Almost three decades ago, four Hong Kong billionaires joined hands in accumulating significant stake in leading property developer Hong Kong Land and eventually walking away with handsome profit.
A similar thing is happening now as a group of Hong Kong and mainland tycoons, who usually gather together to play a poker game called “Big Dee”, are making a move on China’s biggest property developer, Vanke.
These so-called “Big Dee club” members include New World Group chairman Henry Cheng Kar-shun, C C Land Holdings (01224.HK) boss Zhang Songqiao and China Evergrande Group (03333.HK) founder Xu Jianyin.
Evergrande has purchased 753 million shares of Vanke’s Shenzhen-listed shares since last month, spending a total of 14.57 billion yuan. It now has built up a 6.82 percent stake.
Nexus Capital Management Ltd., owned by Zhang Songqiao, said in a regulatory filing this week that it has marginally lifted its holding to take its ownership to 11.54 percent in Vanke’s Hong Kong-listed shares. That represents a 1.38 percent interest in Vanke overall.
Meanwhile, VMS Securities, a brokerage house in Hong Kong with links to the Cheng family, has bought 17.03 million shares of Vanke recently. That accounts for 1.29 percent stake in Vanke’s H shares and 0.15 percent of its total shares.
That means Evergrande, Nexus and VMS Securities have spent over HK$20 billion in acquiring Vanke shares. Together they hold a combined 8.35 percent interest in Vanke, the third largest stake after Chinese insurer Baoneng’s 25.4 percent and China Resources’ 15.31 percent sake.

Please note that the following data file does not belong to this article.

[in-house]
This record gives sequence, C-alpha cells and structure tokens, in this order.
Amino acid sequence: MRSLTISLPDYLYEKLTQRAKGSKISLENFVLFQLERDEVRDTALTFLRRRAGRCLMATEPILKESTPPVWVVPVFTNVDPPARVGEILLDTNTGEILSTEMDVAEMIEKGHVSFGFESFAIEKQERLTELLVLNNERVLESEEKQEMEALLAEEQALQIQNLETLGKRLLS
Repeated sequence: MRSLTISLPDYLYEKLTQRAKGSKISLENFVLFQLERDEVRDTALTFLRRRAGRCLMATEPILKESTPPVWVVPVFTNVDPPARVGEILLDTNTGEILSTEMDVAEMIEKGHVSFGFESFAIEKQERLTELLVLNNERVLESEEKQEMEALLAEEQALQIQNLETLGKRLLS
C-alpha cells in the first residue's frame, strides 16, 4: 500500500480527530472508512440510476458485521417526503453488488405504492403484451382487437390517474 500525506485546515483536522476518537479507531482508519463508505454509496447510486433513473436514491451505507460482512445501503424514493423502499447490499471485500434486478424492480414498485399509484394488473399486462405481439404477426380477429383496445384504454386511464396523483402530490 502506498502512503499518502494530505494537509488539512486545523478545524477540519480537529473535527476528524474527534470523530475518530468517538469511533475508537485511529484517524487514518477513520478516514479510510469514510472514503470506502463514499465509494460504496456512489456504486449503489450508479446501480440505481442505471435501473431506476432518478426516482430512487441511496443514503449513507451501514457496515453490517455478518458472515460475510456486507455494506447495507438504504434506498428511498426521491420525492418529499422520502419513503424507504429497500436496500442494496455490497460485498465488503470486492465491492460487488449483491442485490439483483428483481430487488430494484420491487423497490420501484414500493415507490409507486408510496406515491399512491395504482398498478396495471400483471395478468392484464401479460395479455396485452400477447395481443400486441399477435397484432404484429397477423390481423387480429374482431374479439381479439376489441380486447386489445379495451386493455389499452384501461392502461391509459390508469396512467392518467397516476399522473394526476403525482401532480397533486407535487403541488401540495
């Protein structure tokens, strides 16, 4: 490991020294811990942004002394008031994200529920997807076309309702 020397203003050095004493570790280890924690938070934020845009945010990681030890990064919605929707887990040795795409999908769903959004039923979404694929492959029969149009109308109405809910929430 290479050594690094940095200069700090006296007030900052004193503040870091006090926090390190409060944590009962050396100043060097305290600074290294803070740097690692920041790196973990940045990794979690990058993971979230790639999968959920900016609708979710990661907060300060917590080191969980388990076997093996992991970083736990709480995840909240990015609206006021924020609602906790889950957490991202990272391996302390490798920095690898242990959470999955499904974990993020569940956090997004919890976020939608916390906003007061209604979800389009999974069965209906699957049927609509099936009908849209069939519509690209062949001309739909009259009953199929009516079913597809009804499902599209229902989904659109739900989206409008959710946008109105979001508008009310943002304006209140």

That resembles another hostile takeover deal 29 years ago.
Back then, property tycoons Li Kai-shing, Cheng Yu-tung, Lee Shau-kee and billionaire Lau Luen-hung secretly accumulated 8 percent of Hongkong Land as of October 1987. And they planned to launch a hostile takeover bid after take their stake further to over 10 percent.
That meant that Jardine, which held 26 percent stake in Hongkong Land, would have to buy back the tycoon’s shares at a premium or risk losing control of the company.
However, the Hang Seng Index suddenly slumped to below 2,000 points from 4,000 points on the “Black Monday” on October 19, 1987, forcing the four billionaires to shelve the hostile takeover plan.
On May 4, 1988 Li Kai-shing led a negotiation with Jardine and the latter agreed to buy back shares held by Li and the other three at HK$8.9 per share.
It’s said that Li and others reaped a good profit as they had acquired the shares at only HK$5 a share on average.
Coming back to the present, members of “Big Dee” club also appear to be in for a good deal.
Everagrande has paid an average of 19 yuan for Vanke A shares, and it already made a profit of 4.4 billion yuan on the book given the closing price of 24.9 yuan on Wednesday. Meanwhile, Vanke’s H-shares also surged nearly 15 percent over last month, generating considerable profit for Nexus and VMS Securities.
They now have plenty of options to milk the profit.
With a gearing ratio below 20 percent, Vanke is known for its financial prudence and operation efficiency. Its dividend yield is a generous 4.3 percent, making it a good ‘buy and hold’ investment.
If the Big Dee club members play their cards well with Vanke’s other two big shareholders, they can possibly take control of Vanke’s board.
As the biggest and second biggest shareholders of Vanke keep fighting for control, the Big Dee club members can also sell their stake to either side at a good price.
This article appeared in the Hong Kong Economic Journal on Sept. 1.
Translation by Julie Zhu
[Chinese version 中文版]
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